The Landmark Union Square
The Landmark Union Square was the first of several conversions of former office buildings into residences in downtown San Francisco. Originally built in 1908, the neoclassical landmark was once the Home Telephone Company’s headquarters. The project’s goal was to provide a city retreat, close to amenities and public transportation and thus requiring no dedicated parking.
Vibrant retail spaces at ground level remain part of the Union Square fabric, while a dramatic new residential lobby leads to 39 units ranging from studios to one- and two-bedrooms. Soaring penthouse suites take advantage of the building's unique double-height top floor. Inside the units, sandblasted brick is complimented by granite counters, mahogany cabinets, and solid hardwood flooring.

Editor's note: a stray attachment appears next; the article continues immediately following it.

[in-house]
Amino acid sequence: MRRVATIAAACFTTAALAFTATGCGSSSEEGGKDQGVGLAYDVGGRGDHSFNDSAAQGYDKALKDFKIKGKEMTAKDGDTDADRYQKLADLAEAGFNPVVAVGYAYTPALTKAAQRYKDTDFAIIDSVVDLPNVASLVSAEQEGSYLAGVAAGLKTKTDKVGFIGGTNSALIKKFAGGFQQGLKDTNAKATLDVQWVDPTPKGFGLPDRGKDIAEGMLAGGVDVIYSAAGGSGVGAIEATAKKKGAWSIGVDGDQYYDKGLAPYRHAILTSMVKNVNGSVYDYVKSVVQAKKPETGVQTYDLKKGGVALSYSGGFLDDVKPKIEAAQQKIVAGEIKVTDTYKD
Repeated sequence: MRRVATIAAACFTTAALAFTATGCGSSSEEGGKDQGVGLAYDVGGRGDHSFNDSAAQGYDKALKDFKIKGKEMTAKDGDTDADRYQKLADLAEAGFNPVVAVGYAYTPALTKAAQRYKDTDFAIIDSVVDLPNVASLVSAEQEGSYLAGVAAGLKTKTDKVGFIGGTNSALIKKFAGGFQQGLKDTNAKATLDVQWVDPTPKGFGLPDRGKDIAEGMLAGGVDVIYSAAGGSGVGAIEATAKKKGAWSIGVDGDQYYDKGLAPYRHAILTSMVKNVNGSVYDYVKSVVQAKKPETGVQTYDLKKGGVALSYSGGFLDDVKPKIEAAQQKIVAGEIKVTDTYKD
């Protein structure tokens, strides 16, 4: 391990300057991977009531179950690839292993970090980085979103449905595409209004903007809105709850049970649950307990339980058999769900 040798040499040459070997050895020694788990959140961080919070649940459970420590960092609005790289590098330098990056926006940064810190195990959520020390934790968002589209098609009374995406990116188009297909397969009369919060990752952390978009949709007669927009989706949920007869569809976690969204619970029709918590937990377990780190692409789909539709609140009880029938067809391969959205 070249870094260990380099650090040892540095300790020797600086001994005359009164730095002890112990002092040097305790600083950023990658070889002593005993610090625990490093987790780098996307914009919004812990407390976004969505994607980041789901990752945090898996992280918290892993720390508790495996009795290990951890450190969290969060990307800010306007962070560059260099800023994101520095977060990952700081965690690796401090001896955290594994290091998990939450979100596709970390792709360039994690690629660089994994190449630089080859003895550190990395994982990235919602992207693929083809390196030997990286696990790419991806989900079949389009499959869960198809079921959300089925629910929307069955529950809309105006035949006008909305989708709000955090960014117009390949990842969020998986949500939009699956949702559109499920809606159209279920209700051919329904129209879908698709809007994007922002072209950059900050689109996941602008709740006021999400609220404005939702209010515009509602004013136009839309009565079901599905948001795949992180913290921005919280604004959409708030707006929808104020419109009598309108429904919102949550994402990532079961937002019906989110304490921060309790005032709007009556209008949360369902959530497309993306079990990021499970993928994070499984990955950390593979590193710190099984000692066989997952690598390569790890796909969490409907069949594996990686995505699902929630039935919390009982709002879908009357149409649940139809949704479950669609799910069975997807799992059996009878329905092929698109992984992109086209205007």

Thanks in part to a context-sensitive exterior renovation and a transit-first approach, the Landmark gained support from San Francisco Beautiful and the Union Square Association, as well as approvals from the Landmarks Preservation Advisory Board and Landmarks Commission, and charted the path towards similar subsequent urban developments in the city.
Client Maefield Development
Location San Francisco, CA
Scope Residential Adaptive Re-use
Size 51,000 square feet
San Francisco Business Times Real Estate Deals of the Year, Finalist, 2004
"Phone Home: The Home Telephone Co. Reconnects as Luxury Condos," Multifamily Executive, June 2005
"Recovery Knocks in Office Market as Vacancies Dwindle," San Francisco Business Times, December 17, 2004
"Once a Telephone Building - Now a Place to Call Home," San Francisco Chronicle, November 11, 2004
"Chinatown is Firm's Launch Pad," San Francisco Business Times, October 22, 2004
"Home Work," San Francisco Downtown, August 2004
Credits Photography by David Wakely